Arthur Miller's Marriage To Marilyn Monroe Was Even Darker Than We Realized
As it turns out, a playwright's life can be far more scandalous than you'd think — just look at Arthur Miller. Before he bagged a Pulitzer Prize, several Tony Awards, and an Academy Award nomination for his plays and scripts, and long before his famed McCarthyism allegory The Crucible became de facto high-school-English-class curricula, he was a regular guy with a dark personal life that got turned completely on its head. And, of course, this dark personal life included Marilyn Monroe. The scariest part was that until 2005, he managed to keep it all quiet...
A sophisticated upbringing
It was no surprise that Miller was able to control the narrative around himself. He'd been born into a wealthy and sophisticated family, with a father who owned a profitable coat-making business and a mom who was an educator. But by the time he was 15, trouble was stirring — for the Millers and the rest of the country.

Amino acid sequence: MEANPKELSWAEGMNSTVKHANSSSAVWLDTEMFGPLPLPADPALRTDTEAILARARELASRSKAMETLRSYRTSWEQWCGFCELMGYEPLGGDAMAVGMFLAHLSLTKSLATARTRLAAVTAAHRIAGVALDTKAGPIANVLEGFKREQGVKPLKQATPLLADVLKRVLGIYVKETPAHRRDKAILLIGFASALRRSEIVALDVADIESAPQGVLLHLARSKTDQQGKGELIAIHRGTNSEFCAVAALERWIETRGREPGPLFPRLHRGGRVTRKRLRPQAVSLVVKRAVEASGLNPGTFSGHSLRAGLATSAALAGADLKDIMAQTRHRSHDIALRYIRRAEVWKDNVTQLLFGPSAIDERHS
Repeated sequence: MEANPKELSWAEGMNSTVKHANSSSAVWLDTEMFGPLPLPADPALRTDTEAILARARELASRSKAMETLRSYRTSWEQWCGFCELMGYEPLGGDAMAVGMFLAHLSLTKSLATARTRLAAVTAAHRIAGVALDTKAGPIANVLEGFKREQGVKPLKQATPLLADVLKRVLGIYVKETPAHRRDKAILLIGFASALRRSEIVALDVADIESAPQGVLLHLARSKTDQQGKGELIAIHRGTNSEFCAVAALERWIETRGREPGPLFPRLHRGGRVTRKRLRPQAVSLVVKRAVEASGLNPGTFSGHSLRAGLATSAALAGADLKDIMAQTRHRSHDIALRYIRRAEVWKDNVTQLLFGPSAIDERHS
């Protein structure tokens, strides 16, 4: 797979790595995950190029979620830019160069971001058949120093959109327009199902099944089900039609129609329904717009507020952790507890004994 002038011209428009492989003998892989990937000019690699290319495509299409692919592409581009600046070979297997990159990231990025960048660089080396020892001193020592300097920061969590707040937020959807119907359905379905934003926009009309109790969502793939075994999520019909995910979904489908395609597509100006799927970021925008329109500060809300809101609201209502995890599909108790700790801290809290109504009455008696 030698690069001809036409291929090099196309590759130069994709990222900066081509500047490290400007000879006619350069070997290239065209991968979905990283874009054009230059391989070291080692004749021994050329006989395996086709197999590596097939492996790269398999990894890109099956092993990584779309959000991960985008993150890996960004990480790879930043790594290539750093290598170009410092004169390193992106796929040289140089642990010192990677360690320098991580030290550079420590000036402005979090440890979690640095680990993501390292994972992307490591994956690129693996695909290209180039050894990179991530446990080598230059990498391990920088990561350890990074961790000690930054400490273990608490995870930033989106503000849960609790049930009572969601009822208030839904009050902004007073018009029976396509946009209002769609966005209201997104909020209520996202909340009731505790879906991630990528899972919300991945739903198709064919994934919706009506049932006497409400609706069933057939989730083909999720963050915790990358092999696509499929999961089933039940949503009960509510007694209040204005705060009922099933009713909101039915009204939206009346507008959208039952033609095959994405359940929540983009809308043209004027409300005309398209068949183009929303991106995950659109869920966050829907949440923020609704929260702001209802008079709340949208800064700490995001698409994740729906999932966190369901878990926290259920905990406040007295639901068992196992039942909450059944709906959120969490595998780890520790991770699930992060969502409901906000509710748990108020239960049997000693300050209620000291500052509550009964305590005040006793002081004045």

Working for survival
Like most folks at the time, the stock market crash of 1929 had devastated his parents' wealth. It was the first of many struggles for Miller, and as his family moved out of their Manhattan home into Brooklyn, where the living was cheap, he had to keep his nose to the grindstone. If his family was going to regain their financial standing, they all had to step up — the young Miller included.
He was determined to thrive
Miller worked odd jobs throughout high school, but his long working hours didn't stop him from pursuing his studies. He inherited his mother's love of books, and knew he wanted to incorporate this love into his profession. Luckily, the bad economy hadn't tampered with the then-affordable costs of higher education, so Miller was able to save enough money to go to college. He already knew what he wanted to do.
His surprising mistake
He applied and got into the University of Michigan, where he first chose to study journalism. However, after winning the Avery Hopwood Award for a play he wrote, No Villain, he realized he had a future in playwriting. With that, he made a fateful life decision: He changed his major and joined the League of American Writers... which would prove to be a mistake.